Monday, May 02, 2005

Filibuster buster?

Those in favor of the filibuster keep arguing that "the minority" voices should be heard. That "freedom of speech" is for everyone and not just the minority. See this post by Instapundit.

One point I haven't seen addressed is just how small a minority should get to be heard. The Senate rules used to allow a complete filibuster by just one Senator. This was changed to two thirds, then to three fifths. The minority party is OK with that right now, because they have in excess of three fifths. But what if they only had 39 Democratic Senators? Would they then argue for the two thirds again, because without that their voices aren't heard?

Doesn't it matter that the voters have placed one party in the majority, perhaps on purpose? It's interesting that the Dems argue that the filibuster is necessary to produce "the will of the people." Perhaps if the Democratic plan was the will of the people, Tom Daschle would be the majority leader, and the Republicans would be arguing for the filibuster.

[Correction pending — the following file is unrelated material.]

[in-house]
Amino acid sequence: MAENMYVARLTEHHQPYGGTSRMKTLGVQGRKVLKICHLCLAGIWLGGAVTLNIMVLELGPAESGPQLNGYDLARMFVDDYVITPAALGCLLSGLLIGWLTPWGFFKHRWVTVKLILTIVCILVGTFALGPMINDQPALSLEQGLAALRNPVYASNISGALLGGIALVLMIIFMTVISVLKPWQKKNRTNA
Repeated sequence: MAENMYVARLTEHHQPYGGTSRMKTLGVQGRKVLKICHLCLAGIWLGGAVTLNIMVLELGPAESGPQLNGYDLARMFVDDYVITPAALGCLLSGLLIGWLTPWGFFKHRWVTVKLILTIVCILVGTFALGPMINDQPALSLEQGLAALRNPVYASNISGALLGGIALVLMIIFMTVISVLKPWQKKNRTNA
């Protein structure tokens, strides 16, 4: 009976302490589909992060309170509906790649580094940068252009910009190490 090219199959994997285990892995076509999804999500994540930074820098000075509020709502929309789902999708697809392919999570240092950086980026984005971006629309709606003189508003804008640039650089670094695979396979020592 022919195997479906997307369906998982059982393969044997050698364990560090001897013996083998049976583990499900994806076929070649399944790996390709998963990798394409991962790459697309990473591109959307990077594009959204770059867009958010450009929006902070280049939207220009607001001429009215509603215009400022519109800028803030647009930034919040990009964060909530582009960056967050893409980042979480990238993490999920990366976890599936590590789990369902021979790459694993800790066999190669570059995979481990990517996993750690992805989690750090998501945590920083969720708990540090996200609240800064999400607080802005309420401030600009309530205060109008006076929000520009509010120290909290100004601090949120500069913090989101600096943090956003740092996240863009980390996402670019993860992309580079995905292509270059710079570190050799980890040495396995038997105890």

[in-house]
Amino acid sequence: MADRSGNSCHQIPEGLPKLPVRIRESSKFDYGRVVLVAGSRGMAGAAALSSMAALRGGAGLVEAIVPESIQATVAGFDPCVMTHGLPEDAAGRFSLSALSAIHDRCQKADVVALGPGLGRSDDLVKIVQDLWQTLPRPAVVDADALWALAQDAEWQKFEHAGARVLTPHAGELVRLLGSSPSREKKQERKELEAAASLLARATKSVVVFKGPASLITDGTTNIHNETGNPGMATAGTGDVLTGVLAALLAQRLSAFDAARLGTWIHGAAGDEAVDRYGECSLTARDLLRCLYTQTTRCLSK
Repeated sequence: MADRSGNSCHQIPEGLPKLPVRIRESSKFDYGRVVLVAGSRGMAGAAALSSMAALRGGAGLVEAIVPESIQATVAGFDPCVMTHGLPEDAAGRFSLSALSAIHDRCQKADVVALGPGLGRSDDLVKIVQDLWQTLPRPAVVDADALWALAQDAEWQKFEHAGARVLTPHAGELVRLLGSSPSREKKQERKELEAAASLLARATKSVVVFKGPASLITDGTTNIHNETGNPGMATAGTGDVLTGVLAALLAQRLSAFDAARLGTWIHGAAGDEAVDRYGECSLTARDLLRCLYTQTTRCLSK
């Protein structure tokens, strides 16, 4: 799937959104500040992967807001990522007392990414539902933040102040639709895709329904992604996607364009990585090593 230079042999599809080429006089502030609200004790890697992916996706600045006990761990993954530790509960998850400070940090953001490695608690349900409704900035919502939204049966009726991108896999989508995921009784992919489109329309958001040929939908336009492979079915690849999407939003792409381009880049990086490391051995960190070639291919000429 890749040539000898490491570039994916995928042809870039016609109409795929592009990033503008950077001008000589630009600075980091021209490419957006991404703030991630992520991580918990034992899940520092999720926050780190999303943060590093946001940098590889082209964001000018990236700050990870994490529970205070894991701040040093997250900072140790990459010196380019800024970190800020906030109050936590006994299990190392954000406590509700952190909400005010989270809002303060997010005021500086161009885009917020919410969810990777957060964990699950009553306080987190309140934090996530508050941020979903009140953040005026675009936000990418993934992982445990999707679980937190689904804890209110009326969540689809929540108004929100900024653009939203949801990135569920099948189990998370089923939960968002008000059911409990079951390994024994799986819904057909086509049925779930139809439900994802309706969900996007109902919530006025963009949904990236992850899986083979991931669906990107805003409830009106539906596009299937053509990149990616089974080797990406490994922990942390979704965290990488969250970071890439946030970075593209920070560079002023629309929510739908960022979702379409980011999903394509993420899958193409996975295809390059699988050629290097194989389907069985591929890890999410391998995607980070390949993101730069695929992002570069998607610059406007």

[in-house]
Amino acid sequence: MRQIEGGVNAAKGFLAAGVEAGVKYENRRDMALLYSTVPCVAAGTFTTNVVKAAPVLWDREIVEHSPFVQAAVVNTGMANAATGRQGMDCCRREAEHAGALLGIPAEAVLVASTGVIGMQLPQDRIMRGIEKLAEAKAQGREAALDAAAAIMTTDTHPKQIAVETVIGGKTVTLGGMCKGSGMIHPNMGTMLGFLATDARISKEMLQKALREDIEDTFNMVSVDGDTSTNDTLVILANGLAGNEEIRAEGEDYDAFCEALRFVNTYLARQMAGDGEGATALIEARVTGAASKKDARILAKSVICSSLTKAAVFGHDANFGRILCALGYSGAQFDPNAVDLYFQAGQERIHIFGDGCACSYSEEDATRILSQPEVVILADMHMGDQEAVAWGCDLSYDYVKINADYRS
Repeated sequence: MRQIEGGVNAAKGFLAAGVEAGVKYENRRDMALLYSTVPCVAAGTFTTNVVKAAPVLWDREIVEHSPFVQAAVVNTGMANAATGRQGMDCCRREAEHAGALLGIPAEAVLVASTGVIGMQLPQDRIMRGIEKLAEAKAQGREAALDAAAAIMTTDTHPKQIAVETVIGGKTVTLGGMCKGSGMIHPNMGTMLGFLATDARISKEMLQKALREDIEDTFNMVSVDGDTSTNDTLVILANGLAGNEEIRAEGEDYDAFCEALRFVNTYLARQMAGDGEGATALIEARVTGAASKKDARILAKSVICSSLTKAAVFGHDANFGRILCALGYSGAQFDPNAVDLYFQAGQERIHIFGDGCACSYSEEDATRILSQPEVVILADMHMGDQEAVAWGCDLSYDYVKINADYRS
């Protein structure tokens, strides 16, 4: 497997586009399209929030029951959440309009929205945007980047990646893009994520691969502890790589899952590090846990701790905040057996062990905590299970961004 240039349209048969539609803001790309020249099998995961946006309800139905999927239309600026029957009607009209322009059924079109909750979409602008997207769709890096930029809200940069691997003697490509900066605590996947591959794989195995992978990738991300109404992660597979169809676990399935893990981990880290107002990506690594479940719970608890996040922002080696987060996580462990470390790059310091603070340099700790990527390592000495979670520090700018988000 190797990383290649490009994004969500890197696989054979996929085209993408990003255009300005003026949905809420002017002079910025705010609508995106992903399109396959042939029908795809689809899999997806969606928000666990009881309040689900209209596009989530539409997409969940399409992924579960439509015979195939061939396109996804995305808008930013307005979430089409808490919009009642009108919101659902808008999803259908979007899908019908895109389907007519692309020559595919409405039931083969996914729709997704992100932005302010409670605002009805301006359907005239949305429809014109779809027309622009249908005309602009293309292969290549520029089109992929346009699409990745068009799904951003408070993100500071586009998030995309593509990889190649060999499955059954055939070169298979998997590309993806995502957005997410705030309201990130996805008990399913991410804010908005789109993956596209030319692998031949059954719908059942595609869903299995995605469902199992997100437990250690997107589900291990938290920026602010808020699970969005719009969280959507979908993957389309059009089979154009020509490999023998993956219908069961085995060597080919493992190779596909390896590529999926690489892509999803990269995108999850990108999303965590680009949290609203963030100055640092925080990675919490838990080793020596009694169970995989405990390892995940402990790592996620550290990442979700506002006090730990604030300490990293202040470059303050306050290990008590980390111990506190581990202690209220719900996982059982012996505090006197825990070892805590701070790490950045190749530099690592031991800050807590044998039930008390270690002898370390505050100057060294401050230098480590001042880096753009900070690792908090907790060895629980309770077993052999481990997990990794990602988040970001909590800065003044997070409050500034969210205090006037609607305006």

For, have no doubt, if the roles were reversed, I would expect the exact same arguments, only reversed.

UPDATE


In reply to comments:
Kathy, I haven't heard that anyone is attempting to kill the filibuster outright, but simply to get an up/down vote on the judicial appointments.

Curious jd, fortunately, the framers of the constitution anticipated your argument. We do not have a democracy, or even a truly representative government, but a republic. Arguing that there are more people represented by Senate Democrats than Senate Republicans either misses the point or deliberately attempts to confuse the issue. As you are a JD, I suspect you did not miss the point...

As you know, the intent of the House of Representatives is that each representative will represent approximately the same number of people. The Senate was created with 2 Senators from each state to allow the less populated states equal representation. There was never any attempt to account for how many people were represented by each Senator.

Again, this is why the writers of the constitution desired that the Senate give advice and consent, not the House.

There is no question about who represents the majority. In the House, there are more people represented by Republicans than by Democrats. In the Senate, there are more states represented by Republicans than by Democrats. This is how these were meant to be counted.

I don't necessarily disagree with your argument that the Republicans may be making a mistake by fooling with the filibuster. As I said in the original post, if the rolls were reversed, I suspect the arguments would be also.